The rest of the daylight paddling is noneventful. MAKK continues to set the pace in my canoe and I follow cadence but this puts us in front of our team throughout the day. So every so often we would stop and wait. When canoes #1 and 2 catch up, they want their time to rest, eat, and drink water too. This is not good for progress and was supposed to be avoided. I grow concerned as I know this will cause our average speed to drop and we will fall behind schedule. We finished with Rainy, then through Kabetogama Lake and into Namakan Lake when darkness begins to fall. I turn on a red-lit flashlight taped to a thwart so I can read my deck compass mounted on the floor of my canoe. I had hoped since our plan was to stay close together, the other boats would be able to see the red glow and could follow me at night as I navigate.

Rain begins to fall along with darkness. Thunderstorms are creeping up on us from behind. We are back into “bouncy” waves again. I can’t see the other boats behind…all these things are not good. MAKK and I stop paddling once again and shine headlamps back into the rainy darkness hoping to reunite. It works and I find out they can’t see the red light in my boat good enough. Next we try glow sticks and off we go. Thunderstorms bear down on us and again we quickly lose track of each other. I flee for some protection of the southern shoreline. A motorized fishing boat can be heard approaching fast. MAKK and I both agree we don’t like getting run over. I turn on my headlamp and shine at them and they veer off behind us where the other canoes should be. We can hear the motor heads cursing at our companions as again they run too close to canoes in the night (I’m sure they are surprised and frustrated by these canoeists popping up from out of nowhere). The six of us safely make it near enough to shore as the first wave of thunderstorms pass and I push the “I’m OK” button on my Spot to indicate we were. I’m feeling uneasy for what we just went through and our continued struggles to stay together. And they still can’t see my boat with the dim glow stick lights so JimmyJustice throws out the idea to strap his Luci Light to the stern of my boat. Problem solved! That can be seen well enough and still doesn’t interfere with my night vision.

Lightning continues to flash steadily off to the south and west of us. So frequent are the flashes as to make bow paddlers movements look like a strobe-light affect. With the promise of more thunderstorms to come, there was a chance we will get caught out in a wind burst that could capsize us. Earlier in the summer, I sent out a YouTube video to the team on how to rescue capsized boats using the canoe on canoe method and I had requested that everyone try it. So sometime that evening with capsize conditions possible I asked, “did everyone practice capsize recovery?” Oops, no one did. So we briefly went over what we would do. We were not going to stop for thunderstorms and I trusted my partners would not have problems saving me if need be.

Ahead lay an optional portage called “Grassy” which I was told was more of a winter trail due to wet boggy conditions or we could stay on the water. Timewise it was not much faster than staying on the water but with the nasty weather getting off the water seemed like a good idea. I had never been to this area before and was pleased to find the portage. A sign warned us of traps set nearby to catch wolves. We scatter down the portage with MAKK out in front of me. I have our canoe on my shoulders so I have a hard time seeing her. Suddenly she yells “trap!” and I fear she is caught in one. Nope, she just almost fell over one that was already sprung. Why some dummy set this right in the trail where people walk seems silly to me. We continue along and yes this portage is soft, mucky, and boggy. It is a challenge not to get stuck in the mud and eventually, MAKK falls through deeper than her knee. She is stuck and could use help. That’s right, I recall, I promised not to leave her behind on a rock so I decide it is my duty to help. We just get going again when, from behind us, I hear WhiteWolf yell that he fell in and is stuck. I do not go back to help as I know there is someone else back there that can.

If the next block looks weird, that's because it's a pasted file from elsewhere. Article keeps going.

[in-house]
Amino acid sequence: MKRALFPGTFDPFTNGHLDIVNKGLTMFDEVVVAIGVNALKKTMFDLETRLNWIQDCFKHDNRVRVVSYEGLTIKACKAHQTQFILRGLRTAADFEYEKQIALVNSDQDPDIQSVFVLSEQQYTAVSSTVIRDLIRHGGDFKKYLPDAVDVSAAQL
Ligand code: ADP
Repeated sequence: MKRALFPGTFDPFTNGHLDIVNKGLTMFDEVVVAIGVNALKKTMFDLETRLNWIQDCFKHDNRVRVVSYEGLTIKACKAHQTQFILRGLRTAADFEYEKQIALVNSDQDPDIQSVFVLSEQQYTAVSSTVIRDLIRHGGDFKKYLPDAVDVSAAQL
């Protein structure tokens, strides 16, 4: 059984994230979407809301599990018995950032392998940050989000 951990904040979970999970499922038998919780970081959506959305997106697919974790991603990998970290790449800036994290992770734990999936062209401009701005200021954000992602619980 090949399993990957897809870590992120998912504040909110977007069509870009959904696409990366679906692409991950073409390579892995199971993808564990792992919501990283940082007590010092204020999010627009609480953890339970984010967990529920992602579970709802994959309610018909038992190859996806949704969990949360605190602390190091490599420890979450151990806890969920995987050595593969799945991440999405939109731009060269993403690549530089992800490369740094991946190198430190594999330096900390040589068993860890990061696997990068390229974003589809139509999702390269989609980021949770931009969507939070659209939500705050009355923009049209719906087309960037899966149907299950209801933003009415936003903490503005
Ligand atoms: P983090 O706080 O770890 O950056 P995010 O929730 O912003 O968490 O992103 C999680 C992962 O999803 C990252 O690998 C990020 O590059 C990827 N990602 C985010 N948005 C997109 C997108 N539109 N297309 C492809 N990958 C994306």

Back on the water of Sand Point Lake, lightning continues an awesome light show and giving me momentary opportunities to see where shoreline is in an otherwise black night. We push on for our planned resting spot still hours away. At times I question if we should take shelter from the storms and especially when I can’t tell if the following 2 canoes are still coming or have lost me in the storm’s confusion. We hug the shore when we can and run for shore when we can’t! At around midnight, we enter the BWCA at the south end of Sand Point Lake. Unknown to us at the time, somewhere near here, the Norwegians are holed up under a cabin deck for shelter. We continue on heading to our destination of the south end of Little Vermillion Lake. Two miles away from camp, torrential rains pour down on us making navigation near impossible and seeing anything impossible. I veer toward shoreline so I can hug the shore and not paddle past our planned camp. I question to myself how the hell we are going to set up camp in this downpour and try to come up with a plan for what I will do when camp is found. The other 2 canoes cannot see me and after some time they go to shore to empty boats of rainwater. At 1:30 am the rain quits, MAKK and I reach the designated camp, she begin putting up tents, I get cold supper pulled out of packs, and with flashlights pointed out into the lake, become reunited with everyone once again. We are 3 hours behind schedule due to slower than planned paddle speed, headwinds, and 5 hours of lightning/thunderstorm-induced confusion. Despite this, we are satisfied and in good spirits for what we accomplished this first day. Adventure is about overcoming adversity and today we did! For everyone but me, today’s 57 miles paddled/portaged is a new all-time high. As we head for our tents, I say we are getting up in 2.5 hours from now. I think some of the team thought I was joking…. Tomorrow will be a new test for all with another long day planned.